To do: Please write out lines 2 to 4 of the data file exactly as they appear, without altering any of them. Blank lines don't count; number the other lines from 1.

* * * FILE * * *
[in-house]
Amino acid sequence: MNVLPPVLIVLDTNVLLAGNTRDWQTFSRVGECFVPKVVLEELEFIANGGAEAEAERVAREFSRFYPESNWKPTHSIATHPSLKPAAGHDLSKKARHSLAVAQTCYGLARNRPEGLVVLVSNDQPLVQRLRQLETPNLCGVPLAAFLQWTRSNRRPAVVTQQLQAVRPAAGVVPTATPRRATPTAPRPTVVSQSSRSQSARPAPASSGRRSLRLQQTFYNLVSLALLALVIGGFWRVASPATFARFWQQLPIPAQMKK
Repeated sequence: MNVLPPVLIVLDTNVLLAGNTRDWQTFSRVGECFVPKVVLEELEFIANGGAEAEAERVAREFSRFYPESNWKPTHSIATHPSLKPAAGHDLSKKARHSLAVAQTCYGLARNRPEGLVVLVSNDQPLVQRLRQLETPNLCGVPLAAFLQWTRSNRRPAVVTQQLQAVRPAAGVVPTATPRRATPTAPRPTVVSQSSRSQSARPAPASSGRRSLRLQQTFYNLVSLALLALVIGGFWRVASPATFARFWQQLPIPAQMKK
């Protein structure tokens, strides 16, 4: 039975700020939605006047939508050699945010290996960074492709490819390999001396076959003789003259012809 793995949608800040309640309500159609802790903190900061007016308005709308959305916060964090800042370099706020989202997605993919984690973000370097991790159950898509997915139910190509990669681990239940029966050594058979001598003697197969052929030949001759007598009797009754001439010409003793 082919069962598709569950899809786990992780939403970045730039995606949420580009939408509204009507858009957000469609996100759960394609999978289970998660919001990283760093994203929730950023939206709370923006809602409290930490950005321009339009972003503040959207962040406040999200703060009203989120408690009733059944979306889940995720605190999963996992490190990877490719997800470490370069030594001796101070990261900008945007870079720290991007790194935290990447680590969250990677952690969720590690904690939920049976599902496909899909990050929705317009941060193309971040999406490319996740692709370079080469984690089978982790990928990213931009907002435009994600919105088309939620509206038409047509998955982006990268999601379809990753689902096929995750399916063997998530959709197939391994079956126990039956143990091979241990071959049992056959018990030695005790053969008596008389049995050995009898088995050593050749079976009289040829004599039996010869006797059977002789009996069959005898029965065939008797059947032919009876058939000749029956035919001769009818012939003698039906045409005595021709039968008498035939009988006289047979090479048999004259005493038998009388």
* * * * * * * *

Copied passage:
Amino acid sequence: MNVLPPVLIVLDTNVLLAGNTRDWQTFSRVGECFVPKVVLEELEFIANGGAEAEAERVAREFSRFYPESNWKPTHSIATHPSLKPAAGHDLSKKARHSLAVAQTCYGLARNRPEGLVVLVSNDQPLVQRLRQLETPNLCGVPLAAFLQWTRSNRRPAVVTQQLQAVRPAAGVVPTATPRRATPTAPRPTVVSQSSRSQSARPAPASSGRRSLRLQQTFYNLVSLALLALVIGGFWRVASPATFARFWQQLPIPAQMKK
Repeated sequence: MNVLPPVLIVLDTNVLLAGNTRDWQTFSRVGECFVPKVVLEELEFIANGGAEAEAERVAREFSRFYPESNWKPTHSIATHPSLKPAAGHDLSKKARHSLAVAQTCYGLARNRPEGLVVLVSNDQPLVQRLRQLETPNLCGVPLAAFLQWTRSNRRPAVVTQQLQAVRPAAGVVPTATPRRATPTAPRPTVVSQSSRSQSARPAPASSGRRSLRLQQTFYNLVSLALLALVIGGFWRVASPATFARFWQQLPIPAQMKK
């Protein structure tokens, strides 16, 4: 039975700020939605006047939508050699945010290996960074492709490819390999001396076959003789003259012809 793995949608800040309640309500159609802790903190900061007016308005709308959305916060964090800042370099706020989202997605993919984690973000370097991790159950898509997915139910190509990669681990239940029966050594058979001598003697197969052929030949001759007598009797009754001439010409003793 082919069962598709569950899809786990992780939403970045730039995606949420580009939408509204009507858009957000469609996100759960394609999978289970998660919001990283760093994203929730950023939206709370923006809602409290930490950005321009339009972003503040959207962040406040999200703060009203989120408690009733059944979306889940995720605190999963996992490190990877490719997800470490370069030594001796101070990261900008945007870079720290991007790194935290990447680590969250990677952690969720590690904690939920049976599902496909899909990050929705317009941060193309971040999406490319996740692709370079080469984690089978982790990928990213931009907002435009994600919105088309939620509206038409047509998955982006990268999601379809990753689902096929995750399916063997998530959709197939391994079956126990039956143990091979241990071959049992056959018990030695005790053969008596008389049995050995009898088995050593050749079976009289040829004599039996010869006797059977002789009996069959005898029965065939008797059947032919009876058939000749029956035919001769009818012939003698039906045409005595021709039968008498035939009988006289047979090479048999004259005493038998009388």